Albuquerque Welcomes Pearl, Skinner Sweet to "American Vampire: Second Cycle"

Mon, March 10th, 2014 at 11:58am PDT | Updated: March 11th, 2014 at 6:19am

Comic Books
Jeffrey Renaud, Staff Writer

In a recent interview with CBR News, Scott Snyder said that knowing the debut of "American Vampire: Second Cycle" was imminent was "the best feeling in the world."

The superstar writer is not alone in looking forward to the return of the Eisner Award-winning Vertigo series, as artist Rafael Albuquerque tells CBR News that it's been downright painful being away from Pearl Jones, Skinner Sweet and the rest of the cast.

RELATED: Snyder Resurfaces With "The Wake," Revives "American Vampire"

With the title returning March 19 after nearly a year's hiatus, Albuquerque spoke with CBR about the ever-evolving title and its antagonists, explaining that the story picks up with Pearl protecting some lost children, which is no easy task with the Gray Trader on the hunt. And friend or foe, one can never be too comfortable with Skinner Sweet around -- a now iconic bad guy Albuquerque likens to Batman's archenemy, The Joker, with vampiric powers.

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CBR News: It's been more than a year since the last issue of "American Vampire" was released, so I am assuming it's was a year since you drew the characters. Have you missed Sweet, Pearl and the rest of the cast? 

Albuquerque and Snyder welcome back Pearl and her creator Skinner Sweet in "American Vampire: Second Cycle"

Rafael Albuquerque: I did, and I can speak for all the crew that getting back to it is a relief, somehow. Staying away from these characters for so long was painful for all of us. 

What can you tell us of what's to come in the second cycle?

After Henry's death, Pearl went back to her family's farm, where she is finding out what to do with her grief and darkness. She is sheltering some lost children in her house, and we will find out that protecting them won't be so simple.

Skinner is pretty much getting back to his roots. He was an outlaw in the past, and he is trying to somehow recreate that old west life for himself as a mercenary, riding a chopper on the roads. 

"American Vampire" debuted at the height of "Twilight," "Let Me In," "Abraham Lincoln: Vampire Killer" and dozens of other blood-sucking contenders and pretenders. What do you think separated your creation from the rest of the pack?

I think our main goal was bringing vampires back to the horror genre. Make them scary again. I admire revisions on the vampire legends, but horror is what we like, and we tried to make them scary again while also bringing something fresh to their mythology.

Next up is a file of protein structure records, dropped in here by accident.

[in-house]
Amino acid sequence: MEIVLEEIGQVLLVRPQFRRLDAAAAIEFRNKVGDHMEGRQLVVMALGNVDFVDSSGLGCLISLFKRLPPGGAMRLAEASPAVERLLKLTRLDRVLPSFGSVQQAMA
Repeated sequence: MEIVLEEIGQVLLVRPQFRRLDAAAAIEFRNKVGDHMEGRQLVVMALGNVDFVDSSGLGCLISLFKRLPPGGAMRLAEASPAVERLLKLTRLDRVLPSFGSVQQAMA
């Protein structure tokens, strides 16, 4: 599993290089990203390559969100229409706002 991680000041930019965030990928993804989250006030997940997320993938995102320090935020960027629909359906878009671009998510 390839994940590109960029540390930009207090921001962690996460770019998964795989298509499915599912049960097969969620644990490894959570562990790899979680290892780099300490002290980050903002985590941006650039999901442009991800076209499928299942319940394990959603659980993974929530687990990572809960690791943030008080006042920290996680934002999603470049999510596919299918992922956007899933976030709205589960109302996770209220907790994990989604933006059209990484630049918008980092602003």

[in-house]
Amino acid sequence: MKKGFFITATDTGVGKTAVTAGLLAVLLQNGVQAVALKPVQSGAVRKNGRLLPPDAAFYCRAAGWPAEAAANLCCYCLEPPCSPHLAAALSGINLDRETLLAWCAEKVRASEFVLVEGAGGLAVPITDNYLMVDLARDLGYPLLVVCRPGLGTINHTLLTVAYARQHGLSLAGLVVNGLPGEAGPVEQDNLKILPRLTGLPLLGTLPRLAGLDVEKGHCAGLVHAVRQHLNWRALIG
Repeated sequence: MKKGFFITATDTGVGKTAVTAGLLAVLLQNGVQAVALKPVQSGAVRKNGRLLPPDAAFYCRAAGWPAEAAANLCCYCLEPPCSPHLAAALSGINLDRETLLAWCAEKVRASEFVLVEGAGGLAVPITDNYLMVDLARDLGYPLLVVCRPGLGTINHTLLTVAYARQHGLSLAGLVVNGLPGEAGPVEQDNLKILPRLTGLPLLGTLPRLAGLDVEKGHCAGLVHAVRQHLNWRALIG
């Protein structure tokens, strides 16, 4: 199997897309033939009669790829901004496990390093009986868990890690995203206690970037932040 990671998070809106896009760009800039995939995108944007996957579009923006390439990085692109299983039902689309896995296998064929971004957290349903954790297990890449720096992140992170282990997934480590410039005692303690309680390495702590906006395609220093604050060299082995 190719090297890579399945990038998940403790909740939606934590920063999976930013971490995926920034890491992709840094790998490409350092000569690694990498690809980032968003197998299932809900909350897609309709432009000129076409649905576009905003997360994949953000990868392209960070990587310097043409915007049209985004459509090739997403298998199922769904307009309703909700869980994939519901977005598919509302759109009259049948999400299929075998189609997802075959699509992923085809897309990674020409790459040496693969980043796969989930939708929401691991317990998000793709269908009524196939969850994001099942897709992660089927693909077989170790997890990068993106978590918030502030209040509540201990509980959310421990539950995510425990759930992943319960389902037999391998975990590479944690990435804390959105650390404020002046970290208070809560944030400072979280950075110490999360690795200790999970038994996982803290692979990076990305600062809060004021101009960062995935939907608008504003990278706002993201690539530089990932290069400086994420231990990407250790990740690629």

When developing the look and feel of the vampires featured in your series, what was your inspiration? 

Well, it depends on what we want for the character. We always start trying to do something new, unseen. With that said, we also have to consider things like what makes a vampire iconic and what makes a vampire recognizable? So this grey area between 'go crazy' and 'try to find the right elements' is pretty much our playground.

Visually, what defines an American vampire?

Definitely the jaws and fingers, and, of course, the bright yellow eyes. One thing I like to play with is that they are in constant evolution. If you notice, in the first arc they look a bit different then as opposed to how they are now. That's intentional. They are constantly learning how to control their powers, and that gives them more control on their body as well, somehow.

SKinner Sweet is the nastiest vampire of them all - the blood-sucking equivalent to the Joker

The look of the vampires has changed, but has your style evolved, as well, since the series debuted?

Yeah -- totally. I've been researching the first volumes and thinking how bad some panels look there. I think all artists are constantly criticizing themselves, but looking to the bright side, my art is better now. And after all, we are talking about evolution.

What makes Skinner Sweet the nastiest American vamp of them all?

He has nothing to lose. He is there just for the fun. Can you imagine the Joker with all those powers? 

Earlier, you mentioned that being away from "American Vampire" for so long was painful, a sentiment I know Scott Snyder echoes. What makes you partnership with him work so well?

I think the heart of "American Vampire" is the friendship I have with Scott and Mark [Doyle], our editor. We respect each other very much, and we are all very open to ideas that will make the book better. That makes the whole project work easier. 

"American Vampire: Second Cycle" #1, by Scott Snyder and Rafael Albuquerque, lands in stores March 19.

TAGS:  vertigo, american vampire, rafael albuquerque, scott snyder

 
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